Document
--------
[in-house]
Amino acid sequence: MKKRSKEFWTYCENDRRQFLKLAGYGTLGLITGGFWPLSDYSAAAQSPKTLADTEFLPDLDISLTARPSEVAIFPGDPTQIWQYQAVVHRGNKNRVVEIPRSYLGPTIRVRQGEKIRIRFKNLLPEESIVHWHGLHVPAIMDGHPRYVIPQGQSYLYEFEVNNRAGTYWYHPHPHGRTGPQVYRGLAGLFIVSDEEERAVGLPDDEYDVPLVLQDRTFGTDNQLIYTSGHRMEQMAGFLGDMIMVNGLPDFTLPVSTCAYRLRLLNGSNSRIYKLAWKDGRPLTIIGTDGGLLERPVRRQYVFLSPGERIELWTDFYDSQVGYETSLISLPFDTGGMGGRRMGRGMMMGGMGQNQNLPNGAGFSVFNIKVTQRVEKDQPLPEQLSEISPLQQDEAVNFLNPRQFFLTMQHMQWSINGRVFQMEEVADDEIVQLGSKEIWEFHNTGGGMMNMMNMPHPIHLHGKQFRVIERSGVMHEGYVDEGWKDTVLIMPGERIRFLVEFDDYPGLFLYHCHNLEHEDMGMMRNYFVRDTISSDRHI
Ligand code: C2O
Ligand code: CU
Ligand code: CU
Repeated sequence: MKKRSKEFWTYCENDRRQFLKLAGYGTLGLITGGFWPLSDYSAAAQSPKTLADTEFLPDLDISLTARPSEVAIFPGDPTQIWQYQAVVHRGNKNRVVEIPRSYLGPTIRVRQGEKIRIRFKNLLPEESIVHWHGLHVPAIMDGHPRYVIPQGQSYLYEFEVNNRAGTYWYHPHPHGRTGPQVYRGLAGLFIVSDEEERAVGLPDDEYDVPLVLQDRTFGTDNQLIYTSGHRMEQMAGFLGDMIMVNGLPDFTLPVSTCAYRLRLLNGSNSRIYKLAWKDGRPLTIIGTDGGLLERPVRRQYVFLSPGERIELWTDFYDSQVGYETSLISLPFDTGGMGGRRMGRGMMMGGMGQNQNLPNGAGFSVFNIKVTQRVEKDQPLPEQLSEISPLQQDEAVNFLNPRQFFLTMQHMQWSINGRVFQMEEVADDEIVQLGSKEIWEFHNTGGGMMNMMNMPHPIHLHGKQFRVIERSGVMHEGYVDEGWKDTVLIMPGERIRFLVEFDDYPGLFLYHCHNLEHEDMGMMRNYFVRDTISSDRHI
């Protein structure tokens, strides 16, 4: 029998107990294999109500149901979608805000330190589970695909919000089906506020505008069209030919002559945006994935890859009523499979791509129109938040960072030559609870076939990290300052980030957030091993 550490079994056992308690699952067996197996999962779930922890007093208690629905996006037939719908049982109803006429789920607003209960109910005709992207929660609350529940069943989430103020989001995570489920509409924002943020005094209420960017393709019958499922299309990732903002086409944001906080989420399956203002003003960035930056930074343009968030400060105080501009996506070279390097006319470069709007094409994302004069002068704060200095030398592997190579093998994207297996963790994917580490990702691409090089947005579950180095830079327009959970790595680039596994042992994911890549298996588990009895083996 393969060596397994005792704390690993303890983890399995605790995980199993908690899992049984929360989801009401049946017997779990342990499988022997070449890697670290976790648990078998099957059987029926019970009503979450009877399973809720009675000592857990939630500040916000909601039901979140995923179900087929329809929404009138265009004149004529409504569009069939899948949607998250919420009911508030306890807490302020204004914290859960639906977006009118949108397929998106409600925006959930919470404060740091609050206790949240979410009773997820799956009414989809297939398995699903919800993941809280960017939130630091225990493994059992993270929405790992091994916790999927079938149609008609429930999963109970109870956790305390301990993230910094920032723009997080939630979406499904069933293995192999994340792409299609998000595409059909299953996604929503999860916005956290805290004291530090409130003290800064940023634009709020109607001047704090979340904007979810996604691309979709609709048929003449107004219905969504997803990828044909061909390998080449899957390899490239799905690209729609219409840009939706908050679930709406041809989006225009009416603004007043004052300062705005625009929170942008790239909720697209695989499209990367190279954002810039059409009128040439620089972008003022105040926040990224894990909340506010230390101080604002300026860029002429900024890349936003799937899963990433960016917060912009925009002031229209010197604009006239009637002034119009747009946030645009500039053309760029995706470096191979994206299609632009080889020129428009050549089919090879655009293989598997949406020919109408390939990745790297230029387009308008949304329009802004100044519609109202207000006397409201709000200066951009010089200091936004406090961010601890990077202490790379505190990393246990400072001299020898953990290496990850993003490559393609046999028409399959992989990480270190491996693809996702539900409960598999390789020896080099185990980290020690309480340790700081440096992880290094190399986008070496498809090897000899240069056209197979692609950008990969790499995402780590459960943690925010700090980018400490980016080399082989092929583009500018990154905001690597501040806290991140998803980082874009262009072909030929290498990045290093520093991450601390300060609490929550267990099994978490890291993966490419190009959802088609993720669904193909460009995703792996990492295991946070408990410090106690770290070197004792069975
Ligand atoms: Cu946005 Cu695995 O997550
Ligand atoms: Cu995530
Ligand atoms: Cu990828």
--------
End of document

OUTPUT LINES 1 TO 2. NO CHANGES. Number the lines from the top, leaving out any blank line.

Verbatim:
[in-house]
Amino acid sequence: MKKRSKEFWTYCENDRRQFLKLAGYGTLGLITGGFWPLSDYSAAAQSPKTLADTEFLPDLDISLTARPSEVAIFPGDPTQIWQYQAVVHRGNKNRVVEIPRSYLGPTIRVRQGEKIRIRFKNLLPEESIVHWHGLHVPAIMDGHPRYVIPQGQSYLYEFEVNNRAGTYWYHPHPHGRTGPQVYRGLAGLFIVSDEEERAVGLPDDEYDVPLVLQDRTFGTDNQLIYTSGHRMEQMAGFLGDMIMVNGLPDFTLPVSTCAYRLRLLNGSNSRIYKLAWKDGRPLTIIGTDGGLLERPVRRQYVFLSPGERIELWTDFYDSQVGYETSLISLPFDTGGMGGRRMGRGMMMGGMGQNQNLPNGAGFSVFNIKVTQRVEKDQPLPEQLSEISPLQQDEAVNFLNPRQFFLTMQHMQWSINGRVFQMEEVADDEIVQLGSKEIWEFHNTGGGMMNMMNMPHPIHLHGKQFRVIERSGVMHEGYVDEGWKDTVLIMPGERIRFLVEFDDYPGLFLYHCHNLEHEDMGMMRNYFVRDTISSDRHI